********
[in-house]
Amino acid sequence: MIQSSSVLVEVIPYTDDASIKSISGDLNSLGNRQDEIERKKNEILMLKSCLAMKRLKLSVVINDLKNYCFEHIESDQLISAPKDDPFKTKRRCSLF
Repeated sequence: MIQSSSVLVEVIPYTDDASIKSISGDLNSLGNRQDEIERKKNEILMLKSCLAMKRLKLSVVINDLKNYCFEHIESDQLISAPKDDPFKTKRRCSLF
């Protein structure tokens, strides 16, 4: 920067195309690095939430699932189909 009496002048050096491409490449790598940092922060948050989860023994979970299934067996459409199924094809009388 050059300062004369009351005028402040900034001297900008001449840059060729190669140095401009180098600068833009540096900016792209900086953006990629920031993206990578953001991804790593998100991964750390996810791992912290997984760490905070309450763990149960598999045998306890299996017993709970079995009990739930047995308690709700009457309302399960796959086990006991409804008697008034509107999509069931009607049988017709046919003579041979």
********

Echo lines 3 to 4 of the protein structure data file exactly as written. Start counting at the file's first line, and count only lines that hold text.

Repeated sequence: MIQSSSVLVEVIPYTDDASIKSISGDLNSLGNRQDEIERKKNEILMLKSCLAMKRLKLSVVINDLKNYCFEHIESDQLISAPKDDPFKTKRRCSLF
């Protein structure tokens, strides 16, 4: 920067195309690095939430699932189909 009496002048050096491409490449790598940092922060948050989860023994979970299934067996459409199924094809009388 050059300062004369009351005028402040900034001297900008001449840059060729190669140095401009180098600068833009540096900016792209900086953006990629920031993206990578953001991804790593998100991964750390996810791992912290997984760490905070309450763990149960598999045998306890299996017993709970079995009990739930047995308690709700009457309302399960796959086990006991409804008697008034509107999509069931009607049988017709046919003579041979």